In June 2011, the FDIC sponsored the second National Survey of Unbanked and Underbanked Households to collect data on the number of U.S. households that are unbanked and underbanked, their demographic characteristics, and their reasons for being unbanked and underbanked. This survey was conducted by the U.S. Census Bureau as a special supplement to the Current Population Survey (CPS). The first survey was conducted in January 2011 and results were released on December 2009. Teamed with the rich demographic and geographic data available through the CPS, this survey continues to present a wealth of previously unavailable data on unbanked and underbanked households are available at the national, state, and large metropolitan statistical area (MSA) levels. It is hoped that these survey results will help better inform policymakers and the industry about economic inclusion issues, and promote the goal of ensuring that all Americans have access to basic, safe, and affordable bank services.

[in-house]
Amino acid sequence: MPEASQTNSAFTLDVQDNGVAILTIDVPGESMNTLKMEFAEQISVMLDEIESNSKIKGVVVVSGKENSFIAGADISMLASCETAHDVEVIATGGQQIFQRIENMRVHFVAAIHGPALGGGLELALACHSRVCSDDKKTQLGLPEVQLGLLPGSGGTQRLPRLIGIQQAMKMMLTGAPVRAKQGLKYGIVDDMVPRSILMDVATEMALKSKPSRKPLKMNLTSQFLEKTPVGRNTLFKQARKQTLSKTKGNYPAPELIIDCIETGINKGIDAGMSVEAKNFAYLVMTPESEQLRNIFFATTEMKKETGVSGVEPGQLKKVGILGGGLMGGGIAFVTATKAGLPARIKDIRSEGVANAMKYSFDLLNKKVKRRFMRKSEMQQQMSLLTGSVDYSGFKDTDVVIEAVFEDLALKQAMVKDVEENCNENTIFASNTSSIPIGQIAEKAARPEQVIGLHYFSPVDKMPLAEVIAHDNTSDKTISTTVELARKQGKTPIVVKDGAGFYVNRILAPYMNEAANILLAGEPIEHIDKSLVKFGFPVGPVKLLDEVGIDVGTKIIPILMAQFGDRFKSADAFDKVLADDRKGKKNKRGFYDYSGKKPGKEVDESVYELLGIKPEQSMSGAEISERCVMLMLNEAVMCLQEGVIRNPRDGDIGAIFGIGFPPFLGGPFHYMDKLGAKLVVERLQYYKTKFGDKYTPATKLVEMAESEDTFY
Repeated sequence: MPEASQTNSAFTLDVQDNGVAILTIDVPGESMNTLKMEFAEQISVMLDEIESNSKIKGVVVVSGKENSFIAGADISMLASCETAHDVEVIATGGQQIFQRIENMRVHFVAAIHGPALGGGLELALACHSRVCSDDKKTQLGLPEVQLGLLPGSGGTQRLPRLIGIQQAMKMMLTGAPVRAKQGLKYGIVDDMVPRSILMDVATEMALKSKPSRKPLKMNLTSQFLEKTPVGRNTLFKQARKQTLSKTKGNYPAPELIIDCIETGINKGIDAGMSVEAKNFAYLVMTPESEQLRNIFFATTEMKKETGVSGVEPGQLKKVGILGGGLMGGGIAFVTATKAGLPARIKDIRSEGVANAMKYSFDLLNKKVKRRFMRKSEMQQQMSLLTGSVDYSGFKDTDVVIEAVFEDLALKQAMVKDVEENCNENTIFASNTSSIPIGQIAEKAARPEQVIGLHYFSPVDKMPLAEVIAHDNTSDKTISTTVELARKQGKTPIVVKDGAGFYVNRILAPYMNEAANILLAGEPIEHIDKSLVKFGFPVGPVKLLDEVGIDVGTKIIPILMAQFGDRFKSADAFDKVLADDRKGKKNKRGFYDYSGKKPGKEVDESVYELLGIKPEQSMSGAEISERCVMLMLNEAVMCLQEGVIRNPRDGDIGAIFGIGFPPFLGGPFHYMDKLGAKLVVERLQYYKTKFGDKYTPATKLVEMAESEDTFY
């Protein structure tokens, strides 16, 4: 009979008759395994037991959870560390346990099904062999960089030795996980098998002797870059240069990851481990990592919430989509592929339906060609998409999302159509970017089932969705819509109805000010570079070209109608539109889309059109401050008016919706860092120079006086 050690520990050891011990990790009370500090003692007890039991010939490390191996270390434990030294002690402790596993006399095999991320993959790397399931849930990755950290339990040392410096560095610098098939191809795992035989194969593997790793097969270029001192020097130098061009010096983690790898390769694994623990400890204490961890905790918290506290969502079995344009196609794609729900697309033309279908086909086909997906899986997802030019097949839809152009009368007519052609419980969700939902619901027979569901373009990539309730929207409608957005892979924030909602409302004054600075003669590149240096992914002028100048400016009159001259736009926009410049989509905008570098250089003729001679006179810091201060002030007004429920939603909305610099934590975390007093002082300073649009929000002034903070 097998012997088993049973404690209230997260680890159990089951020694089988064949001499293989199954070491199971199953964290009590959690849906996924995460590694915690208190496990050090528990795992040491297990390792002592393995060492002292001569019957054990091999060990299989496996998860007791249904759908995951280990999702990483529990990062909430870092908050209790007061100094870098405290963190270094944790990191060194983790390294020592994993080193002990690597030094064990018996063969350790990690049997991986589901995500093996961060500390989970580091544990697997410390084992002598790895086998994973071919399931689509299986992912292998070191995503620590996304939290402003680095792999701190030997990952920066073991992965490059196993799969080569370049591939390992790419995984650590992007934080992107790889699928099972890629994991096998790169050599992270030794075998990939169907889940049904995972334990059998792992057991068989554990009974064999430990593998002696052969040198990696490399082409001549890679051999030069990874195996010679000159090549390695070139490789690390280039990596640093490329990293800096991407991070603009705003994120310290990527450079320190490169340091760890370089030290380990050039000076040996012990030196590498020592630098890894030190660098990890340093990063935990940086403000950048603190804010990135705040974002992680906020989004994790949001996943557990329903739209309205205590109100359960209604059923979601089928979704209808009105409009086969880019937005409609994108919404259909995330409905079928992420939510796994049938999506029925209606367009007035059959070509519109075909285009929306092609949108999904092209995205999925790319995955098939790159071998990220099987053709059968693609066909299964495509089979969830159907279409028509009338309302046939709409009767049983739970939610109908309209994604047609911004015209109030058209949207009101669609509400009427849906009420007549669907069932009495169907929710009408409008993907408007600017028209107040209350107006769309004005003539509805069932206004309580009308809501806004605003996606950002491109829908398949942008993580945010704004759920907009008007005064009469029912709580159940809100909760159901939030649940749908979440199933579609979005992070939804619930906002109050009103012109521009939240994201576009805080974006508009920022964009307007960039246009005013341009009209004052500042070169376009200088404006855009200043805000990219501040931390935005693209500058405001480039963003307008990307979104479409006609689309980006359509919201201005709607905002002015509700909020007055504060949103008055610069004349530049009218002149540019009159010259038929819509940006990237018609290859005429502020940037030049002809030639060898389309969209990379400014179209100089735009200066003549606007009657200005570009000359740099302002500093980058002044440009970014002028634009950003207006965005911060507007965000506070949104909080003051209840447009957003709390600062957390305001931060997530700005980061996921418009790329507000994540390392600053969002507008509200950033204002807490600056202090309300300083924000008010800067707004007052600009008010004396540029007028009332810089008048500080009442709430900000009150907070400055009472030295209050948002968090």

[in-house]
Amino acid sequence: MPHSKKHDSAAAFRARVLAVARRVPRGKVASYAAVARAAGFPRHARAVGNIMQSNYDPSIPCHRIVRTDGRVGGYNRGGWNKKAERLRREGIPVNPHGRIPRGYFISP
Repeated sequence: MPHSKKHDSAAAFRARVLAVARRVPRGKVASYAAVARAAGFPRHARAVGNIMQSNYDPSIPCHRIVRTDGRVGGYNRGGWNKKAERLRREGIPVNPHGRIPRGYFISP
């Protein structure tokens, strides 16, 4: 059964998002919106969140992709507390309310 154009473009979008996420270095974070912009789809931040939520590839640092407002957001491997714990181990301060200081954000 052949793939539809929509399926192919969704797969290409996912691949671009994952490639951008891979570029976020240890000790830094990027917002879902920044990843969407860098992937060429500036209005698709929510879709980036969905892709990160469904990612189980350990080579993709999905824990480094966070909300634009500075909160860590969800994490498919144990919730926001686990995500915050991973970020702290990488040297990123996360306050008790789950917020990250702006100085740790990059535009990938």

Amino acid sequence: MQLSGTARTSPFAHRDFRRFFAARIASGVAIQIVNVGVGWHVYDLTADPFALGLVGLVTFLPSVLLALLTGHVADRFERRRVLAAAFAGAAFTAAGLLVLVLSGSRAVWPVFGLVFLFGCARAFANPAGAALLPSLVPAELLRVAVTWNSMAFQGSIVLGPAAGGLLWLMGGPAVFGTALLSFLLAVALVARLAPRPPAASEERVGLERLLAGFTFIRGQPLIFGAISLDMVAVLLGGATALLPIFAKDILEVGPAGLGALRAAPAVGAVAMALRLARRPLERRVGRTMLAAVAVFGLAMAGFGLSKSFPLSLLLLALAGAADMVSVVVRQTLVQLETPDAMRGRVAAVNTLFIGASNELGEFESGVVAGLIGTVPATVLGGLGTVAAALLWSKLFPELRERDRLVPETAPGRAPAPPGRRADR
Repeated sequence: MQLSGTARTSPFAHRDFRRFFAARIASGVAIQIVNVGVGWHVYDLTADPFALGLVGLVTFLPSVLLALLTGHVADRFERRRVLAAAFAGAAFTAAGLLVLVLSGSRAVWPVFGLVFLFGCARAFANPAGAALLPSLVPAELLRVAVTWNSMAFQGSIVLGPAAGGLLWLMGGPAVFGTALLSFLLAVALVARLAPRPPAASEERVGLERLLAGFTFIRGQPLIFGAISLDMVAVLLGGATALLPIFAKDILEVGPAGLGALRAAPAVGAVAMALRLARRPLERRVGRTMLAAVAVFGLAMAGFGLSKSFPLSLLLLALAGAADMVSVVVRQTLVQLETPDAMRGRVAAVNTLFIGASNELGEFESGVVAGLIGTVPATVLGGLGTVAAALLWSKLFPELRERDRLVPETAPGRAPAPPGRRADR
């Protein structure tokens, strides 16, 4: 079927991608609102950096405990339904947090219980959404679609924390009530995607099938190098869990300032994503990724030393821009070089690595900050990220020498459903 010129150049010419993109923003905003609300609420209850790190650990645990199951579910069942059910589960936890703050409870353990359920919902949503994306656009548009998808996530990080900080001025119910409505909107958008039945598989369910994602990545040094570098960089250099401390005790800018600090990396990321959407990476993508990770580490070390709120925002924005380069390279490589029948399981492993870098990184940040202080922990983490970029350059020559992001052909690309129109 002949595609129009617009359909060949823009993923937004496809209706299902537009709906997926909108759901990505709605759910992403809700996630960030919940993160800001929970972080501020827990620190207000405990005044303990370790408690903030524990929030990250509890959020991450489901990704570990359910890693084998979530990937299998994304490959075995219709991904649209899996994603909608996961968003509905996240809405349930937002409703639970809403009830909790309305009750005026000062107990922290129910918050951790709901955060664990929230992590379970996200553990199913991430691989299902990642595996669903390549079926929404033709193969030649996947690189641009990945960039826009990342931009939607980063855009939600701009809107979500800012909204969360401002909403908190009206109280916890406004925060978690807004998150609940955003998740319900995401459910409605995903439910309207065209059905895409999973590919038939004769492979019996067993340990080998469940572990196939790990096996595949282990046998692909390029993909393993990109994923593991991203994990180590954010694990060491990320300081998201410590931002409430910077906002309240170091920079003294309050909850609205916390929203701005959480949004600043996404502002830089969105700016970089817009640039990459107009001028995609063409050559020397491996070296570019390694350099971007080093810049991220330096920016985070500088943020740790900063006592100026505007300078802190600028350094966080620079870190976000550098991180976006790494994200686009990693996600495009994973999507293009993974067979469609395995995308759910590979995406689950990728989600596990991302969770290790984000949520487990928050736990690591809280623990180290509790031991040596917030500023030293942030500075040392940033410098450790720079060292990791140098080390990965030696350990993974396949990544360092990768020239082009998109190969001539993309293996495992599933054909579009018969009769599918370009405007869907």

The FDIC undertook this effort to address a gap in the availability of comprehensive data on the number of unbanked and underbanked households in the United States. The FDIC also conducted this survey to comply with Section 7 of the Federal Deposit Insurance Reform Conforming Amendments Act of 2005 that requires it to conduct ongoing surveys of banks efforts to serve the unbanked and provide insights into the size of the unbanked and underbanked markets. Some of the key overall findings from the 2011 include:
· 8.2 percent of US households are unbanked. This represents 1 in 12 households in the nation, or nearly 10 million in total.
· The proportion of unbanked households increased slightly since the 2009 survey. The estimated 0.6 percentage point increase represents an additional 821,000 unbanked households.
· 20.1 percent of US households are underbanked. This represents one in five households, or 24 million households. The 2011 underbanked rate in 2011 is higher than the 2009 rate of 18.2 percent, although the proportions are not directly comparable because of differences in the two surveys.
· 29.3 percent of households do not have a savings account, while about 10 percent do not have a checking account. About two-thirds of households have both checking and savings accounts.
· One-quarter of households have used at least one AFS product in the last year, and almost one in ten households have used two or more AFS. In all, 12 percent of households used an AFS product in the last 30 days, including four in ten unbanked and underbanked households.
Read more: http://www.fdic.gov/householdsurvey/